Here is a link that might be useful: banana boat

    Bookmark   August 12, 2009 at 10:10AM
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whgille(FL 9b)

Tom

We should make the Hawaiian luau for the garden friends, with our banana leaves, we only need the pig and the pit! lol

Silvia

Here is a link that might be useful: Hawaiian Luau

    Bookmark   August 12, 2009 at 12:56PM
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linchat(10b)

Read once in one of our local florida papers that cutting the flower off will produce larger bananas. I am not a banana expert or grower, heed the advice with caution! :)

    Bookmark   August 12, 2009 at 1:08PM
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an_ill-mannered_ache

i've eaten the blossoms. they're ok, just a bit bitterer than i like things... and i like bitter things! you can use it just like cabbage, as noted.

    Bookmark   August 12, 2009 at 1:26PM
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tomncath(St Pete Z10a Heat 10)

Thanks everyone, since the tree is already leaning I think it's time to lighten the load, not sure I'm gonna try eating the flower leaves though...wonder if I could wrap a pumpkin in them to improve the taste ;-)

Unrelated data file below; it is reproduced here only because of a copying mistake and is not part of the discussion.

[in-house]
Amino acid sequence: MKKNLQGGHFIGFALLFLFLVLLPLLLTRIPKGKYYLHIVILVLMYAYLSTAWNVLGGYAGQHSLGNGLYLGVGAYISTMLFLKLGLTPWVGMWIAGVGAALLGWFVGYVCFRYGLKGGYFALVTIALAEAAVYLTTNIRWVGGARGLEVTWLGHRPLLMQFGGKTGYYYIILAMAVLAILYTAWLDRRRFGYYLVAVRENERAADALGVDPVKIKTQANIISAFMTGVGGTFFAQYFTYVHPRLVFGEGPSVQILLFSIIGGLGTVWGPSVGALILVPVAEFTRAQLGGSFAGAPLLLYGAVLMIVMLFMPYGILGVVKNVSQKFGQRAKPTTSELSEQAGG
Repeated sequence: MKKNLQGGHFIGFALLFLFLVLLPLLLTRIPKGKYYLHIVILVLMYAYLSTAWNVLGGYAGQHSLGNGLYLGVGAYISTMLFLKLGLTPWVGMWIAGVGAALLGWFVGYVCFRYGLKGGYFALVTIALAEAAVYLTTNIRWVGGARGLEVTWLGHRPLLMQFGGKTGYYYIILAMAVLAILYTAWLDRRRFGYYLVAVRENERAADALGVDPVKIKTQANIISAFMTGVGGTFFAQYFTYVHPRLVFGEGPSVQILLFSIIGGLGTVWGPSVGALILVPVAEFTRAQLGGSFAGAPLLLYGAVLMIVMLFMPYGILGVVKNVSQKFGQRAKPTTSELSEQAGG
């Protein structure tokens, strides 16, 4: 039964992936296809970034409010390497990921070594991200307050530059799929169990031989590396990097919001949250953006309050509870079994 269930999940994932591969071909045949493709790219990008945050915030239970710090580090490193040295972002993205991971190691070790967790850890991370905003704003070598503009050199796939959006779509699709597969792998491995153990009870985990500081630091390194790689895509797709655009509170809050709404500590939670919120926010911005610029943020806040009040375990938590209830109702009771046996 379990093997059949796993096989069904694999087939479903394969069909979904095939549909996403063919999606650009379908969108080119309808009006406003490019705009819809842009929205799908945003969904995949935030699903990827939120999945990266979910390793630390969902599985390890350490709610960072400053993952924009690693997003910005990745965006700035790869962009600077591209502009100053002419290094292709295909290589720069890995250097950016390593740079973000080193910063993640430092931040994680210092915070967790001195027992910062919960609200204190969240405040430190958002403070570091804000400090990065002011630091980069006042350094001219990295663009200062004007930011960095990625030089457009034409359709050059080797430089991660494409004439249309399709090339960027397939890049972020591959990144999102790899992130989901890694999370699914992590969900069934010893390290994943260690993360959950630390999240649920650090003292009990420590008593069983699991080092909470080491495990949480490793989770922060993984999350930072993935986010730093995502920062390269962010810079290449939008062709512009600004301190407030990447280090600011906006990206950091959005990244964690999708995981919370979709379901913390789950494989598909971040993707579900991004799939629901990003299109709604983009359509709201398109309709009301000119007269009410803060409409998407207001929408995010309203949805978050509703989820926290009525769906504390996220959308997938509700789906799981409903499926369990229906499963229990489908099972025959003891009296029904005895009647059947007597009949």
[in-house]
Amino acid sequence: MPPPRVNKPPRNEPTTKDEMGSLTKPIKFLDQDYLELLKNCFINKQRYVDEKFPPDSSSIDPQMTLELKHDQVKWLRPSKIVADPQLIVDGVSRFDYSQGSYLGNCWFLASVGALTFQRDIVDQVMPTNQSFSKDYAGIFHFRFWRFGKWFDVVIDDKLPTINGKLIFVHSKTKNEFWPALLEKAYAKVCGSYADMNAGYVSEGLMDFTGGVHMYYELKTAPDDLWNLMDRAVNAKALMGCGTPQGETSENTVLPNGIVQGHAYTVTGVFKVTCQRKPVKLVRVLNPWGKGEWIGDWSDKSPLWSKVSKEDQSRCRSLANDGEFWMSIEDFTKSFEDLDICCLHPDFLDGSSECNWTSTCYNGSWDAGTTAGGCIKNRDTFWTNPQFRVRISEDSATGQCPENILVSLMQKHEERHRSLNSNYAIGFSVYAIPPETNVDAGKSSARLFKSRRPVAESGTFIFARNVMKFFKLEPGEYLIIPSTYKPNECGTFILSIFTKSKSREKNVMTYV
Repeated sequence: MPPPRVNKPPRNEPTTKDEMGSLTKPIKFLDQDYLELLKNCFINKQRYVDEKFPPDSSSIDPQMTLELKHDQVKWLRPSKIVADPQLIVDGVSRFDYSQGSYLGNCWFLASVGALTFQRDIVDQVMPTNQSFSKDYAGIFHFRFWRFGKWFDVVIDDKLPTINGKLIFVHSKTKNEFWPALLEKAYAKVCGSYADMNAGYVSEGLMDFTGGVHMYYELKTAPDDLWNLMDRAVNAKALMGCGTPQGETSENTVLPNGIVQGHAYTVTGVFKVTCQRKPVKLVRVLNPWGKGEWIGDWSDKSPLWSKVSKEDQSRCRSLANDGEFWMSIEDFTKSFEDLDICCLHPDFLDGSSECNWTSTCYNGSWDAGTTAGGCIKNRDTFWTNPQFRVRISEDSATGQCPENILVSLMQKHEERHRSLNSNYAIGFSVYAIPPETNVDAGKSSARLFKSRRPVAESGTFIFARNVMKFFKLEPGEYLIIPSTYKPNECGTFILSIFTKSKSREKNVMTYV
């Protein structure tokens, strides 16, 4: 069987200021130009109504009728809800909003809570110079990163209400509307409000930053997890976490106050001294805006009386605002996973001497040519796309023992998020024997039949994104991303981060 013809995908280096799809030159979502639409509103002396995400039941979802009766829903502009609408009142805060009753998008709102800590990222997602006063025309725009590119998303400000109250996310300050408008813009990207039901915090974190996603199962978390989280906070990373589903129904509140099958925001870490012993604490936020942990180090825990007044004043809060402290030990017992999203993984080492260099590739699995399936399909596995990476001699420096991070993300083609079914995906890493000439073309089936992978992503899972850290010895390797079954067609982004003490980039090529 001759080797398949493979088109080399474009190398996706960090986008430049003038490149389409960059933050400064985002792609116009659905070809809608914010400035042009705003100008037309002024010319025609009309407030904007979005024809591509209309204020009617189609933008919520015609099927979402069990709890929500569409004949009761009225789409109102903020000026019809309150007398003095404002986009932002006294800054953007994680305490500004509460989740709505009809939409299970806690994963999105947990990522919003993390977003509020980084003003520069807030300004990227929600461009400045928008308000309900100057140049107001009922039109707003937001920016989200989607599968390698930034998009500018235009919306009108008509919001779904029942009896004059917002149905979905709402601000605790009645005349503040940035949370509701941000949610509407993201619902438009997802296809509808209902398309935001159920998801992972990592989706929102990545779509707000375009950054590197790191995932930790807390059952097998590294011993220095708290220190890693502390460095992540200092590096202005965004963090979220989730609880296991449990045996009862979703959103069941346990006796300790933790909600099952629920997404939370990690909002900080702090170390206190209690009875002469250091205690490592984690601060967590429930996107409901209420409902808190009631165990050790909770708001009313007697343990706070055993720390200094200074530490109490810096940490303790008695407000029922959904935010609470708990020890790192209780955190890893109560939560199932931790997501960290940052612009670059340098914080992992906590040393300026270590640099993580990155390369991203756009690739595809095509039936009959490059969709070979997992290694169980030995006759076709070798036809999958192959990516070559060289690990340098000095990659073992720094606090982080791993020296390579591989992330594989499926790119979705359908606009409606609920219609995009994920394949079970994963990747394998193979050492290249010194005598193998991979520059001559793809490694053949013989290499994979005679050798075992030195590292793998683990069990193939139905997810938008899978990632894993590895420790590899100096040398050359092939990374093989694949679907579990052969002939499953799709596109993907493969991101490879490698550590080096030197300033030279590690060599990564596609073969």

Tom

    Bookmark   August 12, 2009 at 7:00PM
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happy_fl_gardener

Tom --- The retired banana expert in the Tropical Fruit Club often says not to cut anything. That way there are no open cuts for fungus to get into the fruit stalk. That is quite an impressive bunch of bananas!!!!

Christine

    Bookmark   August 12, 2009 at 8:40PM
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tomncath(St Pete Z10a Heat 10)

Well Christine, that makes sense, and being right off the water I frequently have dew in the morning so I guess the flowers and babies just got a reprieve....

    Bookmark   August 13, 2009 at 6:05PM
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happy_fl_gardener

The banana entomologist worked all of his working years in Central America in charge of the large plantations making sure that they were disease free. I went on a field trip to Panama with the Topical Fruit Club 10 years ago for a tour. One of our visits was to a banana plantation where we got to see how they grow, harvest and box the commercial bananas. Quite impressive.

Christine

    Bookmark   August 13, 2009 at 9:37PM
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tomncath(St Pete Z10a Heat 10)

That's sounds neat Christine, we have several friends that have moved to Panama, just might have to make a trip down there....

Tom

    Bookmark   August 14, 2009 at 5:24PM